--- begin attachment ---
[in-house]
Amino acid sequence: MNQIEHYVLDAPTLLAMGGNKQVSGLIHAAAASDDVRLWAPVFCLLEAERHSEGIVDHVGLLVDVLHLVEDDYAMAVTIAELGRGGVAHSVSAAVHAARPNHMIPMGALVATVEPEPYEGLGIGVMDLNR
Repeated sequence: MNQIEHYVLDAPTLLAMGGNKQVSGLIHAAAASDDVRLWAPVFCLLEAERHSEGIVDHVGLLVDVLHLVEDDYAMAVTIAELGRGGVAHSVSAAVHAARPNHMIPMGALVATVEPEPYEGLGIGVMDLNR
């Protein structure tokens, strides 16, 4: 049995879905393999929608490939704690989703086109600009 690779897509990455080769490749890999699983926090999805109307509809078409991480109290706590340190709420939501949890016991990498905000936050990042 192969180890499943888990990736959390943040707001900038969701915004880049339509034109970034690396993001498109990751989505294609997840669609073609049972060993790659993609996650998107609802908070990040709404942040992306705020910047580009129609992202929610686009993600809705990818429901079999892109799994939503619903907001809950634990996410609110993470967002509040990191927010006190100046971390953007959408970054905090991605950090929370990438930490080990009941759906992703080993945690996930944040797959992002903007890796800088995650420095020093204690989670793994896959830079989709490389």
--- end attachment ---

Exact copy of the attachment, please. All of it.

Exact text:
[in-house]
Amino acid sequence: MNQIEHYVLDAPTLLAMGGNKQVSGLIHAAAASDDVRLWAPVFCLLEAERHSEGIVDHVGLLVDVLHLVEDDYAMAVTIAELGRGGVAHSVSAAVHAARPNHMIPMGALVATVEPEPYEGLGIGVMDLNR
Repeated sequence: MNQIEHYVLDAPTLLAMGGNKQVSGLIHAAAASDDVRLWAPVFCLLEAERHSEGIVDHVGLLVDVLHLVEDDYAMAVTIAELGRGGVAHSVSAAVHAARPNHMIPMGALVATVEPEPYEGLGIGVMDLNR
């Protein structure tokens, strides 16, 4: 049995879905393999929608490939704690989703086109600009 690779897509990455080769490749890999699983926090999805109307509809078409991480109290706590340190709420939501949890016991990498905000936050990042 192969180890499943888990990736959390943040707001900038969701915004880049339509034109970034690396993001498109990751989505294609997840669609073609049972060993790659993609996650998107609802908070990040709404942040992306705020910047580009129609992202929610686009993600809705990818429901079999892109799994939503619903907001809950634990996410609110993470967002509040990191927010006190100046971390953007959408970054905090991605950090929370990438930490080990009941759906992703080993945690996930944040797959992002903007890796800088995650420095020093204690989670793994896959830079989709490389």